Despite having been around for years, AED’s are still a relatively unkown technology – especially amongst the general public. This is a true tragedy as the technology has the power to save 1,000’s of lives, but it requires a level of awareness and adoption in order to truly have the impact it can.
To help grow this awareness and enhance knowledge around AEDs, we’ll be taking a look at some important aspects of AEDs and the EMS world in a few of our posts over the coming months. Whether you’re part of the general public, part of a small business, or a member of an HR or facilities management department, we hope these articles will help you make understand and make more informed decisions around AED usage, location, prioritization and purchases in the future.
To get started, let’s take a look at Sudden Cardiac Arrest and the role AED unites play in treatment.
A look at SCA – SCA Defined
Sudden Cardiac Arrest is defined as a sudden, unexpected pulse-less condition brought about by ventricular fibrillation (VF), an abnormality in the heart’s electrical system. When SCA happens, blood stops flowing to the heart, brain, and the rest of the body. The victim becomes unconscious and collapses. At this point, the person is clinically dead, and will remain that way unless immediate intervention is provided.
If a victim of SCA receives immediate CPR, and can be treated quickly with a defibrillator, their chances for survival increase dramatically. Ideally this treatment must be provided within 3 to 5 minutes to be effective. The best response times for emergency medical services is well outside this window of opportunity. To have the best chance for survival, prompt treatment from bystanders is critical. As a result, it’s crucial for laypersons to learn CPR and how to use an Automated External Defibrillator (AED).
SCA – A Serious Threat
Each year, approximately 325,000-425,000 (figures vary based on sources) people of all ages are victims of Sudden Cardiac Arrest (SCA). Tragically, 9 out of 10 of these victims die. The truth is, SCA is a major threat as the number of people that die each year from SCA is roughly equivalent to the number of people who die from the all of the following combined:
- Lung Cancer
- Breast Cancer
Enter the AED
An AED is a portable, user-friendly, electronic device that can diagnose a potentially life-threatening heart rhythm, such as VF. When the AED detects a treatable rhythm, it will allow for an electrical shock to be delivered across the patients heart, in essence, resetting the heart’s electrical system and restoring a normal heart rhythm.
AEDs are designed to be used by laypersons. AEDs provide simple, easy-to-follow step by step instructions, using both audio and visual indicators. With some AEDs, the rescuer will be prompted to push a button, if a shock is advised. Others will deliver the shock automatically.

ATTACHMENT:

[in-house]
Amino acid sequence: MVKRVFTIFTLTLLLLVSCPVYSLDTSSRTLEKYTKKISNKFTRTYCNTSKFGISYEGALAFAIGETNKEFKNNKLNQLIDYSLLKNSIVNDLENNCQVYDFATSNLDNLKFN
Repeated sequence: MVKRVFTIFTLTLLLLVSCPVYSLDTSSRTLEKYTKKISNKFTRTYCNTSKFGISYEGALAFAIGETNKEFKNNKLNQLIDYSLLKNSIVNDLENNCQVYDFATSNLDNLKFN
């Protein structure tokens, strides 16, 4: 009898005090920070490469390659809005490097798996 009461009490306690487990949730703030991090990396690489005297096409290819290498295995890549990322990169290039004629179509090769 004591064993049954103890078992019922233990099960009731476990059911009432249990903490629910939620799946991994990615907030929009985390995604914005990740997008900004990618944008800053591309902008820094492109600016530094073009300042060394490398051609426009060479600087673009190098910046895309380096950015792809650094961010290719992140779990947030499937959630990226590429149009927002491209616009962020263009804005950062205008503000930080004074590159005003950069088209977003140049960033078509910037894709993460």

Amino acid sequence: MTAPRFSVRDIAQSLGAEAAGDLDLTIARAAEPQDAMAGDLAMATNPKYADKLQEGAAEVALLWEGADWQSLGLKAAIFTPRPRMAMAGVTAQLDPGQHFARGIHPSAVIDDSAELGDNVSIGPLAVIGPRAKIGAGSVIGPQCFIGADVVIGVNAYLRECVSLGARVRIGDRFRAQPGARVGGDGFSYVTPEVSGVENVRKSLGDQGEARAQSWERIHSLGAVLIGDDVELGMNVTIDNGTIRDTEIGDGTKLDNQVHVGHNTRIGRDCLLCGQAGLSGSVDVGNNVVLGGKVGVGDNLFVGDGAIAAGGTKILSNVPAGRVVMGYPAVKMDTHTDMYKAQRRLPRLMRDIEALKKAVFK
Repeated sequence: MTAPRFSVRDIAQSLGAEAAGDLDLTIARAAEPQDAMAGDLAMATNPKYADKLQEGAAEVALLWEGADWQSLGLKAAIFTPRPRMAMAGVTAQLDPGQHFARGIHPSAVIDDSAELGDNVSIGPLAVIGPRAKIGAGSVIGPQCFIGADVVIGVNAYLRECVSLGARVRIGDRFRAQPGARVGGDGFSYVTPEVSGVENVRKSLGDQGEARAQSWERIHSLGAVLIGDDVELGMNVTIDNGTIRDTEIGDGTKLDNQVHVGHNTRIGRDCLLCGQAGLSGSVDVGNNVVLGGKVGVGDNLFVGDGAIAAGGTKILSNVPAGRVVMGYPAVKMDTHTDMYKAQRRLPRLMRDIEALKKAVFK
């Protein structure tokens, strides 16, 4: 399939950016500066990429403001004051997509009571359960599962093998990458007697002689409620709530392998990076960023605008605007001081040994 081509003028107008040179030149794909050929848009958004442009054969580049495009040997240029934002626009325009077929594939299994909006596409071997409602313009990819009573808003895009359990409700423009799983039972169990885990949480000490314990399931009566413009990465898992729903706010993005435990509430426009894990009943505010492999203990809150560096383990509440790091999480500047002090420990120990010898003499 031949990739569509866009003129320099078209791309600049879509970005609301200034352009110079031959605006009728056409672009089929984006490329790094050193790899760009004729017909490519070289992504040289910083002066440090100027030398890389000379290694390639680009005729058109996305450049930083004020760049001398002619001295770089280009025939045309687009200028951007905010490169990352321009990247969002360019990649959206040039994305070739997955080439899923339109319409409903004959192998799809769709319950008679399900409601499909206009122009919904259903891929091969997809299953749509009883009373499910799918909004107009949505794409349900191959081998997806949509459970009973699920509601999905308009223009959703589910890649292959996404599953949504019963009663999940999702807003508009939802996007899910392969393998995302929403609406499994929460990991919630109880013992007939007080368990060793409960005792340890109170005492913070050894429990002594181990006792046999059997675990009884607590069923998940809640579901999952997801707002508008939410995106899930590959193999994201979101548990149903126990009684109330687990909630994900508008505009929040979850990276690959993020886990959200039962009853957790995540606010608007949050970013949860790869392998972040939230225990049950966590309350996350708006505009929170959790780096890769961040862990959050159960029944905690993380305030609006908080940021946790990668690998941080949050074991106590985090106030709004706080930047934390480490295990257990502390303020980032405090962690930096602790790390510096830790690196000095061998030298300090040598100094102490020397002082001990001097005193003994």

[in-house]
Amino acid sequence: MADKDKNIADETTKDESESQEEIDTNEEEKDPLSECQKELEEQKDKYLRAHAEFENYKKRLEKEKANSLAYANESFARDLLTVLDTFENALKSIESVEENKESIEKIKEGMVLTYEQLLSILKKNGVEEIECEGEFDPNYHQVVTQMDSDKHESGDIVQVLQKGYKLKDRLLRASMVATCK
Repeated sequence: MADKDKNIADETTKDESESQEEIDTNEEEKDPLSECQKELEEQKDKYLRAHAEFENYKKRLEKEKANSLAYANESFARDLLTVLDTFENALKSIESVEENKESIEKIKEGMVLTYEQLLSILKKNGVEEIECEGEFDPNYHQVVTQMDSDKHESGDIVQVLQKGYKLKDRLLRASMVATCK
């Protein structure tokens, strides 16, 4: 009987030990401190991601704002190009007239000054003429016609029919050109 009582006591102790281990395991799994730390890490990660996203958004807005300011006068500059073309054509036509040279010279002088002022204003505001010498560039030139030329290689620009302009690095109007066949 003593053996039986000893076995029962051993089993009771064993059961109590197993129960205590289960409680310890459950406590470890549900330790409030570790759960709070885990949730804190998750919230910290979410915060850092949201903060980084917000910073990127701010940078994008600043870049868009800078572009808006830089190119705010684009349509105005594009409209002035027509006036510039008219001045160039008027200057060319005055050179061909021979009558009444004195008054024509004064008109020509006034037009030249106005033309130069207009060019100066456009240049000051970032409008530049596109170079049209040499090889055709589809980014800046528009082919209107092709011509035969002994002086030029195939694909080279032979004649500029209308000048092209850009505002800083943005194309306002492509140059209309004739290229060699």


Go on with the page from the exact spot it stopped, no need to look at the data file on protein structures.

AEDs are also designed to operate in a safe and logical manner. It will only power up to shock if a treatable heart rhythm is detected. When the AED has determined there is a shockable rhythm, it will announce “shock advised, do not touch the patient.” If the AED does not find a treatable rhythm, it will not power up and will advise the rescuer to continue with CPR. There is no way the rescuer could inadvertently injure themselves or others, as long as the AED is used properly, in the manner directed by the verbal instructions given by the AED.
Who Can AEDs Be Used On?
AEDs are recommended for use on adults and children age 8 or above, 55 pounds or more. AEDs can also be used to treat patients 8 years and younger, less than 55 pounds. For pediatric patients, AED manufactures have electrodes or pediatric keys, designed specifically for younger patients that meet the same criteria as unresponsive, no pulse, no breathing. When the pediatric pads are plugged in (or the pediatric key is inserted), the AED is programmed determine if the pediatric patient has a treatable heart rhythm and to then deliver a reduced energy shock.
The majority of state and local jurisdictions throughout the USA offer some sort of legal liability protection for users of AEDs. Usually, these protections are afforded by the Good Samaritan statutes. These statutes postulate that when AEDs are used in a reasonable, rational manner, the user shall be protected against liability litigation. These protections do not cover willful or wanton misconduct or gross negligence.
In our next installment we will discuss the many differences between AEDs. They all operate in the same basic manner: Turn on the AED, let it analyze the patient, deliver the treatment, if advised to do so. However, there are many different manufacturers, with many different AEDs. Depending on your specific environment, or your own personal preferences, there is an AED that will suit your needs.
This Article has been developed by Annuvia as a guest for ATS. For more information regarding your local and state AED laws and/or regulations, please contact Annuvia at 866-364-7940, or visit their website at: http://www.annuvia.com/.